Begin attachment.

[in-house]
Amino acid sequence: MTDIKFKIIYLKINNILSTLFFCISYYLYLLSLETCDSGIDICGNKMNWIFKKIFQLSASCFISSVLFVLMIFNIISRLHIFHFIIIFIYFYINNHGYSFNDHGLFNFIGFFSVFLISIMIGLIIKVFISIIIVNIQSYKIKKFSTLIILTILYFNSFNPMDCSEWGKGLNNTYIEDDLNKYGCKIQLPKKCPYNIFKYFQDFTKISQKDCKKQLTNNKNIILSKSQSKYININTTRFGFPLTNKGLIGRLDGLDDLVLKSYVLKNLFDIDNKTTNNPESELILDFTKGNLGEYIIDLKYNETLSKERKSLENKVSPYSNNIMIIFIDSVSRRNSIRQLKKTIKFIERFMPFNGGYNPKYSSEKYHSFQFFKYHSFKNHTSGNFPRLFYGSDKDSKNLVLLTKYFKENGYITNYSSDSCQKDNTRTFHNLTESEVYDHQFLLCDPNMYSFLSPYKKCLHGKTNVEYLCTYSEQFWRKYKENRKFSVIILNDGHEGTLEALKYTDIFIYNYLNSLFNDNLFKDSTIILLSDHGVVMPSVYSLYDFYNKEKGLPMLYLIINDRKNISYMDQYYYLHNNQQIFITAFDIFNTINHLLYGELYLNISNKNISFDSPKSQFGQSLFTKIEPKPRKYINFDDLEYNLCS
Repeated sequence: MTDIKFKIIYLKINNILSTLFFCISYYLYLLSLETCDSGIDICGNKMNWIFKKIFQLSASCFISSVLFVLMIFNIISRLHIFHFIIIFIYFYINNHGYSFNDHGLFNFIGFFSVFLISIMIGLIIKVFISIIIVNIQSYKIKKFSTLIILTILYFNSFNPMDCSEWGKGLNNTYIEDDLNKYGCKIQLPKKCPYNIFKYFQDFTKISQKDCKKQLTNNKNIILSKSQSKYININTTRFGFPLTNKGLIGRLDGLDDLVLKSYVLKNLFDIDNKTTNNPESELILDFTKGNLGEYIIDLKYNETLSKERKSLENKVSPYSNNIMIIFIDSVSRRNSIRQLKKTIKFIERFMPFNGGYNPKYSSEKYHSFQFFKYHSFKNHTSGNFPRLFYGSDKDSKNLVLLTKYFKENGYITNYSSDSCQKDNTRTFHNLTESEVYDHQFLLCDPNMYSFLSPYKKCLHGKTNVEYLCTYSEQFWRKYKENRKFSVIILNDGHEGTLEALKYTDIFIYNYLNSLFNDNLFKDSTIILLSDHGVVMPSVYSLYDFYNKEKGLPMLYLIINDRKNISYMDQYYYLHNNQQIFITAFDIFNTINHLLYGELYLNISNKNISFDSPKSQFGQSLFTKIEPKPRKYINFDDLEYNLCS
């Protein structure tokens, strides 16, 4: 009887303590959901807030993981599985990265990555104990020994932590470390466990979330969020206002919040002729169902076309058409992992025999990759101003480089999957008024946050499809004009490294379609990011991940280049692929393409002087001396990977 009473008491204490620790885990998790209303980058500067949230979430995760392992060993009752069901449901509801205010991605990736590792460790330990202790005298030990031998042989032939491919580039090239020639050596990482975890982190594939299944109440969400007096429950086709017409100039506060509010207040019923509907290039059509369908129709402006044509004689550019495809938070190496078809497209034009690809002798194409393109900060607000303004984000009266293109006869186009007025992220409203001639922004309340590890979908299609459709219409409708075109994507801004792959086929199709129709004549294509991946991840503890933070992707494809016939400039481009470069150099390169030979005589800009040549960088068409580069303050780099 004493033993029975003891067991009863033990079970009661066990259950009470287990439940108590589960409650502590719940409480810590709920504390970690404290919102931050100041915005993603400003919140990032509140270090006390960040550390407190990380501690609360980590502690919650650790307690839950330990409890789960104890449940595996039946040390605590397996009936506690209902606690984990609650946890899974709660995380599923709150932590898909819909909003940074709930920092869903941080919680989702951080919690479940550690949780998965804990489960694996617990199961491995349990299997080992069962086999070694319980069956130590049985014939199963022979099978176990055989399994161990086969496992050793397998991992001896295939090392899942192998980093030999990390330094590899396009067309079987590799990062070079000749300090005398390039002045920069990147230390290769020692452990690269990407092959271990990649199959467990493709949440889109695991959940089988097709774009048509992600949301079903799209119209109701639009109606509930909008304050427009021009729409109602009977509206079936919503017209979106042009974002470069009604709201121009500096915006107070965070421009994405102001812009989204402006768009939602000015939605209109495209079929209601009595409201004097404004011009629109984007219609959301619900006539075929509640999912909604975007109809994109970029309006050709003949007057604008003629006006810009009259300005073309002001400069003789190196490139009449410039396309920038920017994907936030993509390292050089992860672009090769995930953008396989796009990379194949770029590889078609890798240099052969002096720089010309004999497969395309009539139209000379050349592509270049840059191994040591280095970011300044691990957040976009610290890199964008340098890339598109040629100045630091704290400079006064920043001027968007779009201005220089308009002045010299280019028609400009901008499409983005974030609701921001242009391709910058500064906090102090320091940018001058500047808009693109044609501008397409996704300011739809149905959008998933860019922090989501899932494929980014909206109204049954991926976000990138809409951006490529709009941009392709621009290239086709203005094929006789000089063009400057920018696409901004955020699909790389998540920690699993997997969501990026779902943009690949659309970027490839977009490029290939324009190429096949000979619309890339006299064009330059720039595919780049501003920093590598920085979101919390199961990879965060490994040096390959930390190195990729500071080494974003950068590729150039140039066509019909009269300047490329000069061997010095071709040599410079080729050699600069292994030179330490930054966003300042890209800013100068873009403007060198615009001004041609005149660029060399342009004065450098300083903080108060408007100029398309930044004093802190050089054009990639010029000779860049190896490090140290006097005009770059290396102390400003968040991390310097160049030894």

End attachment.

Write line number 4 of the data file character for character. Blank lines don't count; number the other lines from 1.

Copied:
């Protein structure tokens, strides 16, 4: 009887303590959901807030993981599985990265990555104990020994932590470390466990979330969020206002919040002729169902076309058409992992025999990759101003480089999957008024946050499809004009490294379609990011991940280049692929393409002087001396990977 009473008491204490620790885990998790209303980058500067949230979430995760392992060993009752069901449901509801205010991605990736590792460790330990202790005298030990031998042989032939491919580039090239020639050596990482975890982190594939299944109440969400007096429950086709017409100039506060509010207040019923509907290039059509369908129709402006044509004689550019495809938070190496078809497209034009690809002798194409393109900060607000303004984000009266293109006869186009007025992220409203001639922004309340590890979908299609459709219409409708075109994507801004792959086929199709129709004549294509991946991840503890933070992707494809016939400039481009470069150099390169030979005589800009040549960088068409580069303050780099 004493033993029975003891067991009863033990079970009661066990259950009470287990439940108590589960409650502590719940409480810590709920504390970690404290919102931050100041915005993603400003919140990032509140270090006390960040550390407190990380501690609360980590502690919650650790307690839950330990409890789960104890449940595996039946040390605590397996009936506690209902606690984990609650946890899974709660995380599923709150932590898909819909909003940074709930920092869903941080919680989702951080919690479940550690949780998965804990489960694996617990199961491995349990299997080992069962086999070694319980069956130590049985014939199963022979099978176990055989399994161990086969496992050793397998991992001896295939090392899942192998980093030999990390330094590899396009067309079987590799990062070079000749300090005398390039002045920069990147230390290769020692452990690269990407092959271990990649199959467990493709949440889109695991959940089988097709774009048509992600949301079903799209119209109701639009109606509930909008304050427009021009729409109602009977509206079936919503017209979106042009974002470069009604709201121009500096915006107070965070421009994405102001812009989204402006768009939602000015939605209109495209079929209601009595409201004097404004011009629109984007219609959301619900006539075929509640999912909604975007109809994109970029309006050709003949007057604008003629006006810009009259300005073309002001400069003789190196490139009449410039396309920038920017994907936030993509390292050089992860672009090769995930953008396989796009990379194949770029590889078609890798240099052969002096720089010309004999497969395309009539139209000379050349592509270049840059191994040591280095970011300044691990957040976009610290890199964008340098890339598109040629100045630091704290400079006064920043001027968007779009201005220089308009002045010299280019028609400009901008499409983005974030609701921001242009391709910058500064906090102090320091940018001058500047808009693109044609501008397409996704300011739809149905959008998933860019922090989501899932494929980014909206109204049954991926976000990138809409951006490529709009941009392709621009290239086709203005094929006789000089063009400057920018696409901004955020699909790389998540920690699993997997969501990026779902943009690949659309970027490839977009490029290939324009190429096949000979619309890339006299064009330059720039595919780049501003920093590598920085979101919390199961990879965060490994040096390959930390190195990729500071080494974003950068590729150039140039066509019909009269300047490329000069061997010095071709040599410079080729050699600069292994030179330490930054966003300042890209800013100068873009403007060198615009001004041609005149660029060399342009004065450098300083903080108060408007100029398309930044004093802190050089054009990639010029000779860049190896490090140290006097005009770059290396102390400003968040991390310097160049030894």